House of Commons All-Party Parliamentary Small Shops Group, January 2006
The report, analysing evidence collected during the group's inquiry into the prospects of the small retail sector, reflected the belief that due to the unbalanced trading environment many small shops will have ceased trading by 2015, with people, as consumers and members of communities, standing to be severely disadvantaged.
Calling the shots: how supermarkets get their way in planning decisions
Friends of the Earth, January 2006
This briefing looks at some of the strong-arm tactics used by supermarkets in their attempts to gain planning permission such as supermarkets pressurising councillors, stores constructed beyond planning permission boundaries, supermarket chains hording land banks, and councillors and planners finding it increasingly difficult to voice their concerns or refuse applications from supermarkets because of their overweening power.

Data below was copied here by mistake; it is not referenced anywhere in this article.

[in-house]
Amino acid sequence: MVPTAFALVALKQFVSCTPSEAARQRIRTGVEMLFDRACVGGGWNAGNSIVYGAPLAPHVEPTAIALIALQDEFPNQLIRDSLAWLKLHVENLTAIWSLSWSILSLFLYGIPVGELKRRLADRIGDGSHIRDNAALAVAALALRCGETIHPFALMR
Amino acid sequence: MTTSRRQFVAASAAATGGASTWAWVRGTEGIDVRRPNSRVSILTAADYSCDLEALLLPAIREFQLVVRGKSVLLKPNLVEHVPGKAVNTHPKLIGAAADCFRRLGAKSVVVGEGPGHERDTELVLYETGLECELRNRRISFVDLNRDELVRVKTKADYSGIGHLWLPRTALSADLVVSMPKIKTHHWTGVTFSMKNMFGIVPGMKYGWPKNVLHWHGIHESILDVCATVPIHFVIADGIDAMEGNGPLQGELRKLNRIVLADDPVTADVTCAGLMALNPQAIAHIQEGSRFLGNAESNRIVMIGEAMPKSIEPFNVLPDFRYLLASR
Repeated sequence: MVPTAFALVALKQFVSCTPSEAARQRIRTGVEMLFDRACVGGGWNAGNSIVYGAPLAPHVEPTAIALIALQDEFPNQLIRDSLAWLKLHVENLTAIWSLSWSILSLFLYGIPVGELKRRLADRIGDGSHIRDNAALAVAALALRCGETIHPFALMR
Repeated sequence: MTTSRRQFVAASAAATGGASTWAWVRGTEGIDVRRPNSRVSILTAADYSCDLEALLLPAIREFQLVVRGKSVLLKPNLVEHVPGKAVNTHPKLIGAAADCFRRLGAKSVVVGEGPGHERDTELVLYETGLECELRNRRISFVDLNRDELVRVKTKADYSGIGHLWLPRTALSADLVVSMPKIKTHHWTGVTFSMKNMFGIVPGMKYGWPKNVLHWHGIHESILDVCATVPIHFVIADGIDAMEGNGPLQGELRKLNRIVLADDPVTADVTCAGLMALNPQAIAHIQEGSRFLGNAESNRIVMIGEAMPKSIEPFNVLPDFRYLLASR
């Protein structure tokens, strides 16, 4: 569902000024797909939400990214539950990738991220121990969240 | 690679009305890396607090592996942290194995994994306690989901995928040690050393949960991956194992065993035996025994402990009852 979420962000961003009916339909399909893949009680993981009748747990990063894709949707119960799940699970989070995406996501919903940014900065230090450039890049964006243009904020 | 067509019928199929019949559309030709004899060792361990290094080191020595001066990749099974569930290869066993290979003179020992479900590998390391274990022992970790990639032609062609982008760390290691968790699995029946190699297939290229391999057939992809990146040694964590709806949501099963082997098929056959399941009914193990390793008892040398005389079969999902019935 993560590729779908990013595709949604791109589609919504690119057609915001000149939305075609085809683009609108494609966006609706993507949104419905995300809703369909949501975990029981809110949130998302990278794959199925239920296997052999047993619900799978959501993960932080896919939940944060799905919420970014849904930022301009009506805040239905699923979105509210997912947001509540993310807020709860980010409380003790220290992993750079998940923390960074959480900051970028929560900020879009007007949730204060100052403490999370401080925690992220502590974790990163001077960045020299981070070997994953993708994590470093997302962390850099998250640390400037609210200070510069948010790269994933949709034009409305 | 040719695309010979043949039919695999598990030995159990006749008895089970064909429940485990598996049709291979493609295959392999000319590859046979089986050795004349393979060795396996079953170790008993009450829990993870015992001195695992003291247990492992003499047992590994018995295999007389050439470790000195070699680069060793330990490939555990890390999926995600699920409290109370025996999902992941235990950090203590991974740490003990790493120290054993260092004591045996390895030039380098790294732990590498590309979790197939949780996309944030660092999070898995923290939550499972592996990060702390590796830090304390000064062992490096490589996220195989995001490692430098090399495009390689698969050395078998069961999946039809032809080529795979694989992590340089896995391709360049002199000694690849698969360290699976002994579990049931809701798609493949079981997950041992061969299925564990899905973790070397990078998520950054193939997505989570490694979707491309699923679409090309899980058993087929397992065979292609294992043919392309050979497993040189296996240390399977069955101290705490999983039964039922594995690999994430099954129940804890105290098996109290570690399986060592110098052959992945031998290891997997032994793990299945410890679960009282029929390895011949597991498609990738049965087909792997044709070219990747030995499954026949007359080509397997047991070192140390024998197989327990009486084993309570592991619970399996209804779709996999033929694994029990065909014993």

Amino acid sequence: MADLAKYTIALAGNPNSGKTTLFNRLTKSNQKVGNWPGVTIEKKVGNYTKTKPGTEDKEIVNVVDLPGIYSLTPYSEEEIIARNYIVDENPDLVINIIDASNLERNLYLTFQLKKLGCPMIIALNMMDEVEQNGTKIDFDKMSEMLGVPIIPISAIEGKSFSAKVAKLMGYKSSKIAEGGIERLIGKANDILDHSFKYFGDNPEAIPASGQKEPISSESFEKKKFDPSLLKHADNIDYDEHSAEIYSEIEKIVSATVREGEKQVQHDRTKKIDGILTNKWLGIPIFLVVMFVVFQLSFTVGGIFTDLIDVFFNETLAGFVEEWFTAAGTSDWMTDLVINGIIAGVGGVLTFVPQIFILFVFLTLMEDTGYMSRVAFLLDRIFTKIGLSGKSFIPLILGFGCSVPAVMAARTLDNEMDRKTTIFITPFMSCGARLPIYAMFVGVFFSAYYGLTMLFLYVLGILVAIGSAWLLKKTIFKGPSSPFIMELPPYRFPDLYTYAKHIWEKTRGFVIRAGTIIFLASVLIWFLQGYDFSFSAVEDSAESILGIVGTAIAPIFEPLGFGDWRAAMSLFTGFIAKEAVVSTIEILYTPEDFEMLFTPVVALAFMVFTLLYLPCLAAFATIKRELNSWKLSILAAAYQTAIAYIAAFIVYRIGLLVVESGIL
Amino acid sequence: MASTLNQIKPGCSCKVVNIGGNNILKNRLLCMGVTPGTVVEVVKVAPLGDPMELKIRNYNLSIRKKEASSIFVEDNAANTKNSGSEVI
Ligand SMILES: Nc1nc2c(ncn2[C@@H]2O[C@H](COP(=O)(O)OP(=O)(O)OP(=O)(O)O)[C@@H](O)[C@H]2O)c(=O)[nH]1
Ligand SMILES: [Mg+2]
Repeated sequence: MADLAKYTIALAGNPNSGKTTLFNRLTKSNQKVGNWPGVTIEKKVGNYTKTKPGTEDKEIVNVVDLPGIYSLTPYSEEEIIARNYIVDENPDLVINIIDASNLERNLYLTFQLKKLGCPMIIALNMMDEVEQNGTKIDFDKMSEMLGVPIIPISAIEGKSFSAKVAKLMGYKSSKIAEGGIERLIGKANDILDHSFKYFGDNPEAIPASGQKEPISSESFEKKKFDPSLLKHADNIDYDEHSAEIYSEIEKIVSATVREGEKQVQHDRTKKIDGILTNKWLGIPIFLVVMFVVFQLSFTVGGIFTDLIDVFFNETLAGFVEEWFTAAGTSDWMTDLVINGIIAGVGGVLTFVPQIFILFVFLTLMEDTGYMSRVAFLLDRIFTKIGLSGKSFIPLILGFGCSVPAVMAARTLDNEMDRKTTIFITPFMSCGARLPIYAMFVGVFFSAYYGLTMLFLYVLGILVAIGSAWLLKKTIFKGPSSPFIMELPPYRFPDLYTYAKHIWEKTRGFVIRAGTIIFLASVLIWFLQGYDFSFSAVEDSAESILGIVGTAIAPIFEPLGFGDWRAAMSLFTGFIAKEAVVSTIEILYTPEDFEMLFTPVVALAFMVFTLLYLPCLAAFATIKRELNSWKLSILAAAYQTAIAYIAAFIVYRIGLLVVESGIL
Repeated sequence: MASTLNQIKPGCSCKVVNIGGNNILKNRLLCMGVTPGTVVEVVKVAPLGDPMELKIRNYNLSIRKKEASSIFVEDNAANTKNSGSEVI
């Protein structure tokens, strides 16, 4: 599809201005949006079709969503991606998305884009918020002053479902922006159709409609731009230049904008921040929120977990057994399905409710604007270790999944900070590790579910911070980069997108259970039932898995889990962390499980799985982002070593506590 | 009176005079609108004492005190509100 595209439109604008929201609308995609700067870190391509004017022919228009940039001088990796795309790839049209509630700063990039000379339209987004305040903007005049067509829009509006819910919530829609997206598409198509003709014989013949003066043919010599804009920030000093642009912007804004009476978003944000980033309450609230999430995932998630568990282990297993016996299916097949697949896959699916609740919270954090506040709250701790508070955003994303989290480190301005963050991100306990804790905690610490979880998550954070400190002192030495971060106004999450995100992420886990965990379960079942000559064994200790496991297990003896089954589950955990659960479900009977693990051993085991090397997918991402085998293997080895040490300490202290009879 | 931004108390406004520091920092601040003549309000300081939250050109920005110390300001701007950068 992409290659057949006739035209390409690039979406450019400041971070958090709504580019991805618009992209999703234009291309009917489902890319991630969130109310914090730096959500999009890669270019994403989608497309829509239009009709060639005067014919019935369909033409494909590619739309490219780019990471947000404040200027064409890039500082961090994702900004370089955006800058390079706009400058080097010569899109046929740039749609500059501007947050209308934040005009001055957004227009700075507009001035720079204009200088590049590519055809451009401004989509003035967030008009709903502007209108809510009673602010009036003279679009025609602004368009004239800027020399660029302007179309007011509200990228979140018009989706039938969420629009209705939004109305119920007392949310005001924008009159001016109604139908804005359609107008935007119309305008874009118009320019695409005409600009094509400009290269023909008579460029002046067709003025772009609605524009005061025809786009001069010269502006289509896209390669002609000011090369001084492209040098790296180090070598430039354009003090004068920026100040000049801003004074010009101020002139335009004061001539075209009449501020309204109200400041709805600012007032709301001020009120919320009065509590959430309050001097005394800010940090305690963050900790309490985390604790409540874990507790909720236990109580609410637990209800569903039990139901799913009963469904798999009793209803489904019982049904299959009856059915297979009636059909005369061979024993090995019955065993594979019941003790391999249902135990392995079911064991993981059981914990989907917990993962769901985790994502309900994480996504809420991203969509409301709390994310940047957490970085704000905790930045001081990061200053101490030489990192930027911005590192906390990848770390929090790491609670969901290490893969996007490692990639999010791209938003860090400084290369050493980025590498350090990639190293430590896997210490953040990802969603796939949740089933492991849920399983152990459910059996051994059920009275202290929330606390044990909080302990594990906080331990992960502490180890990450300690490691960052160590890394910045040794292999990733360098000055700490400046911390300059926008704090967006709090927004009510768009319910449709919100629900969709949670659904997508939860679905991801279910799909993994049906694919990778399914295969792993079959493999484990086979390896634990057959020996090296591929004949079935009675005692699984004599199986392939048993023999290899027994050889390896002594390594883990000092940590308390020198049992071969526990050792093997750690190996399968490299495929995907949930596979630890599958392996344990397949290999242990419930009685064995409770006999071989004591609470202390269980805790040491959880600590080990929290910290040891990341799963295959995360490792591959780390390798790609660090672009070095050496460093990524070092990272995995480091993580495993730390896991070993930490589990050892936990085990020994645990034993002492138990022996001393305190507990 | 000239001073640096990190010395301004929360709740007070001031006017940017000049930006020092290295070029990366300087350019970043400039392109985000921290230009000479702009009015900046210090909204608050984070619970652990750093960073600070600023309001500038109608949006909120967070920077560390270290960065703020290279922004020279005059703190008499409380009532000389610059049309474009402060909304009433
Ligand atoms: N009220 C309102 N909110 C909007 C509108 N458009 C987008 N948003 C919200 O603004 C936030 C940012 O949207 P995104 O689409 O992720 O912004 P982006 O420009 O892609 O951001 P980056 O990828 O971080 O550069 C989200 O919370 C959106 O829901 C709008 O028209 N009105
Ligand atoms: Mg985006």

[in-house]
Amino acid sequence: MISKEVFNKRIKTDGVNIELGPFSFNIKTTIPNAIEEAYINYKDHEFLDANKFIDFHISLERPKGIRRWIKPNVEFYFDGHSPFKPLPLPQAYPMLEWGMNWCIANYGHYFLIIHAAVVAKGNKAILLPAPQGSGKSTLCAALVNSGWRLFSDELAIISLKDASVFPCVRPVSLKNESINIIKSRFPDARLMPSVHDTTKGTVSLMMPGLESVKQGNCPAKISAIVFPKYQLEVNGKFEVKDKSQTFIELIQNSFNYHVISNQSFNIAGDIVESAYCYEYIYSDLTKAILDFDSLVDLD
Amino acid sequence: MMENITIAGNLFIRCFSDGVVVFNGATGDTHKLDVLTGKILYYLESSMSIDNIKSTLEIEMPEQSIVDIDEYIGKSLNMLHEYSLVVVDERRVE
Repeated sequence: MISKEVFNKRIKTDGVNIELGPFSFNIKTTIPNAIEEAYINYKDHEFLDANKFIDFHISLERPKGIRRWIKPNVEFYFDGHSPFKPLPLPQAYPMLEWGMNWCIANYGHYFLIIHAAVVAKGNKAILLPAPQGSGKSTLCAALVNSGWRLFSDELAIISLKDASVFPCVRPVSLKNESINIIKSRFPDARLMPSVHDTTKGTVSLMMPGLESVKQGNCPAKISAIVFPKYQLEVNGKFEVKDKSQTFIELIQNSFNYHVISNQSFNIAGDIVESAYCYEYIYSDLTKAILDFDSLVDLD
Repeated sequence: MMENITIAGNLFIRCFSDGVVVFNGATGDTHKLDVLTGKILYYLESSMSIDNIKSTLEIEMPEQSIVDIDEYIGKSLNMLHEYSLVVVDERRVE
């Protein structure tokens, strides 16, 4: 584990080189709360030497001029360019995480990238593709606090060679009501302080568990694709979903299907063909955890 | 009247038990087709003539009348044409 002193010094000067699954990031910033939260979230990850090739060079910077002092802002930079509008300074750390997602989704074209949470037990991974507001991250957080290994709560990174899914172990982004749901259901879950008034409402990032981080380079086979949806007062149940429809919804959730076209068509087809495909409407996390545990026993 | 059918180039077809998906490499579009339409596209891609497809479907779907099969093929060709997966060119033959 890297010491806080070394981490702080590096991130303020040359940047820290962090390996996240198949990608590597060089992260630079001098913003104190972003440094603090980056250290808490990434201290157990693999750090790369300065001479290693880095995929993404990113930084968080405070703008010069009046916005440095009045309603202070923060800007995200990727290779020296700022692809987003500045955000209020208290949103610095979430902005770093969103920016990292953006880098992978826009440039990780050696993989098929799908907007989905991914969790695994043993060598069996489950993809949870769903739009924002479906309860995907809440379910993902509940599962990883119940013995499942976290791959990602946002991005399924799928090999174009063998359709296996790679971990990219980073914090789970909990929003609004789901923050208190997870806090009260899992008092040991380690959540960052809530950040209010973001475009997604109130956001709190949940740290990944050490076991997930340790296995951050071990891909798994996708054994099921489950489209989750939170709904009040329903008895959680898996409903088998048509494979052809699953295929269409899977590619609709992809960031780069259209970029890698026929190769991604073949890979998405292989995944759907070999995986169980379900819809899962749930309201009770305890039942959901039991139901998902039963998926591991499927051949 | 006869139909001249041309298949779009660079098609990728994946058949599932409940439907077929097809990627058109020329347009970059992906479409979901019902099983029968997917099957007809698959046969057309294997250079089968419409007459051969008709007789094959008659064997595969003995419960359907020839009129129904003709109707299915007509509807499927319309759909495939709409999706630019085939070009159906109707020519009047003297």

Trading Places: the local economic impact of street produce and farmers markets
New Economics Foundation, November 2005
The study examines the contribution made by London's street markets and farmers markets to local economies, local communities, and London as a whole. The study focuses on markets' roles in providing jobs, generating wealth and increasing access to nutritious food.
ASDA Wal-Mart: The Alternative Report
War on Want/ GMB, September 2005